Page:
A major Chinese fishery firm has sent eight large new trawlers to Morocco to target octopus and other species, according to the state-owned firm.
The new vessels, launched by state owned China Aquatic Products Zhoushan Marine Fisheries Corp (also known as ZhouYu), left the company’s docks in Zhoushan the week of 9 December, led by the “Zhou Yu 922.”
The company, which sells seafood products in China under the Mingzhu brand, originally made its name as a supplier to the lucrative Japanese market, but has since turned its focus to the domestic China market.
The Zhouyu trawlers will further bolster China’s move into what was once a preserve of the Spanish fleet. Octopus, popular in the Spanish seafood diet, has been harder to find as both Mauritania and Morocco have given additional access rights to Chinese vessels. Other Chinese players in Morocco include Shanghai Fisheries General Corp (SFGCG) and CNFC Overseas Fishery Co Ltd.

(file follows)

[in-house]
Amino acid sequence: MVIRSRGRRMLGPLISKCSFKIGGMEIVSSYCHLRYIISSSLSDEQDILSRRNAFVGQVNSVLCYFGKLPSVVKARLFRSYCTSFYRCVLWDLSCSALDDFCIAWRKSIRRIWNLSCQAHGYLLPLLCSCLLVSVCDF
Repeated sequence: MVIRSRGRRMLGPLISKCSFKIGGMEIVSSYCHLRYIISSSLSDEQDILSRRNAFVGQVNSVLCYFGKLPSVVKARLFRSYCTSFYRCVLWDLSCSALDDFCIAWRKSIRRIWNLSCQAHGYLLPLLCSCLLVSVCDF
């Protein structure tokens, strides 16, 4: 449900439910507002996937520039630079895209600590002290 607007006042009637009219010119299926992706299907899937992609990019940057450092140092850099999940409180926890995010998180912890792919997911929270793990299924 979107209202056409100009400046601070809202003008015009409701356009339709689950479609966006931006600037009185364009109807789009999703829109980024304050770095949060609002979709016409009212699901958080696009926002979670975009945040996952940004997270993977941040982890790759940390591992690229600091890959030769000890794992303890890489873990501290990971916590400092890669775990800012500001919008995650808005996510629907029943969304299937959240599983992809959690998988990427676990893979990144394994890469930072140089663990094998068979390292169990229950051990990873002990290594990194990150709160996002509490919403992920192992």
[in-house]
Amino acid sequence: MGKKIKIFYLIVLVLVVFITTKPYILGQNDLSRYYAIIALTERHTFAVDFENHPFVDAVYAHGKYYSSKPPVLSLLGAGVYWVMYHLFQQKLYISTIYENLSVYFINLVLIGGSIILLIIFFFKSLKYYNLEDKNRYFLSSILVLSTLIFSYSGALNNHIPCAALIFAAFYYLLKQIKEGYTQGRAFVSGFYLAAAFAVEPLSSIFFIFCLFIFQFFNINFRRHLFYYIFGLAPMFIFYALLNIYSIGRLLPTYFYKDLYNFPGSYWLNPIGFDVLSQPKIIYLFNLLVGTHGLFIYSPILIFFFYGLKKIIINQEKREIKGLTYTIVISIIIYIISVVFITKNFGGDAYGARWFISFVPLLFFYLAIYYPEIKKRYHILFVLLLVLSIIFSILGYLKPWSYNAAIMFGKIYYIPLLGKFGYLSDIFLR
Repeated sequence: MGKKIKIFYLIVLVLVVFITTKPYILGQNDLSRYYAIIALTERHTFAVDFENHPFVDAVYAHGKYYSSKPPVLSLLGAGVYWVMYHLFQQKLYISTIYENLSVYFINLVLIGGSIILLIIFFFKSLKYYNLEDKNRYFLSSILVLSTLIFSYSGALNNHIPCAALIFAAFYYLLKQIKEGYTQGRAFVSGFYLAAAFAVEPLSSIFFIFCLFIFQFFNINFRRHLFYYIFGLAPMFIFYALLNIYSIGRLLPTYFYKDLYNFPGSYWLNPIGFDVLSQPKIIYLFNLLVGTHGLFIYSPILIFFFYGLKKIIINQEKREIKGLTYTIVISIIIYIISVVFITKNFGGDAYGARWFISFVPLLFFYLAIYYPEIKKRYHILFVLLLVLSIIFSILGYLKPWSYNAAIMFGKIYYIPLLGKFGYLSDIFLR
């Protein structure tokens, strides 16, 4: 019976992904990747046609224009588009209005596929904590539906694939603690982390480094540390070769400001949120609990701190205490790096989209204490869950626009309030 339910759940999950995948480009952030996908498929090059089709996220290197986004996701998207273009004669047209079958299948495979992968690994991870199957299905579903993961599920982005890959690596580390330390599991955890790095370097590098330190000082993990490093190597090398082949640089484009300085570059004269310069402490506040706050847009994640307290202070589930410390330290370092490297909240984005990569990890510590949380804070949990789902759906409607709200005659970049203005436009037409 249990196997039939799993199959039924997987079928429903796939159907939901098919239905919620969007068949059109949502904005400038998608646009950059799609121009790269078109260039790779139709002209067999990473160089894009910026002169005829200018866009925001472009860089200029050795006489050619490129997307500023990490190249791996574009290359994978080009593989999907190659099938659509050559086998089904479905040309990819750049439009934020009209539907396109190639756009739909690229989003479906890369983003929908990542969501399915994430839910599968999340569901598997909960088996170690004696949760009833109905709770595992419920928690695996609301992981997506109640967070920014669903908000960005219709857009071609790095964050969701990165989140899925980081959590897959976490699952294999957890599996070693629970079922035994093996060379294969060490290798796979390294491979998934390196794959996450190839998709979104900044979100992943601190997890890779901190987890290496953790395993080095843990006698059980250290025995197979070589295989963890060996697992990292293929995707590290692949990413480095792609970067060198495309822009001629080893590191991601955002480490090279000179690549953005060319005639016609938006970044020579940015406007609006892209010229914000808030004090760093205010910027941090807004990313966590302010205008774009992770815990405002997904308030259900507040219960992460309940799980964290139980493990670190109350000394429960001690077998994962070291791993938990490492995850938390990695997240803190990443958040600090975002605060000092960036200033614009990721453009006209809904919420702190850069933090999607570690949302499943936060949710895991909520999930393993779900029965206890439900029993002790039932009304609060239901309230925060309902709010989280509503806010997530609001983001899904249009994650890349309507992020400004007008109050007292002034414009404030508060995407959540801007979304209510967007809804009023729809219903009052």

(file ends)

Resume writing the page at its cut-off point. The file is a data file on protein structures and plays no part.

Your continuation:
Nonetheless, earlier this year the European Union signed a new four-year fishery access deal with Morocco which commits EUR 208 million (USD 231.5 million) in exchange for access for 128 European vessels, of which 92 are Spanish.
Morocco has increasingly relied on Chinese training and investment as the North African state seeks to build up its mariculture sector. Chinese technical know-how in aquaculture and solar energy (for lighting fishing facilities and ports) were discussed when the Moroccan official charged with marine fisheries, Mbarka Bouaida met last year with Wang Luming, deputy mayor of Qingdao, a major Chinese port city and seafood processing hub.
Also in Zhoushan in early December, the Panama-registered “Chang Men” reefer unloaded 6,800 tons of tuna from the Marshall Islands, according to a report on the city TV channel. Located in Zhejiang province on China’s east coas,t Zhoushan has long been a base for China’s fishing fleets, but in recent years local authorities have also sought to increase the presence of the city’s fishing firms in international waters, as commercial fishing in domestic waters has been rendered unprofitable due to overfishing.
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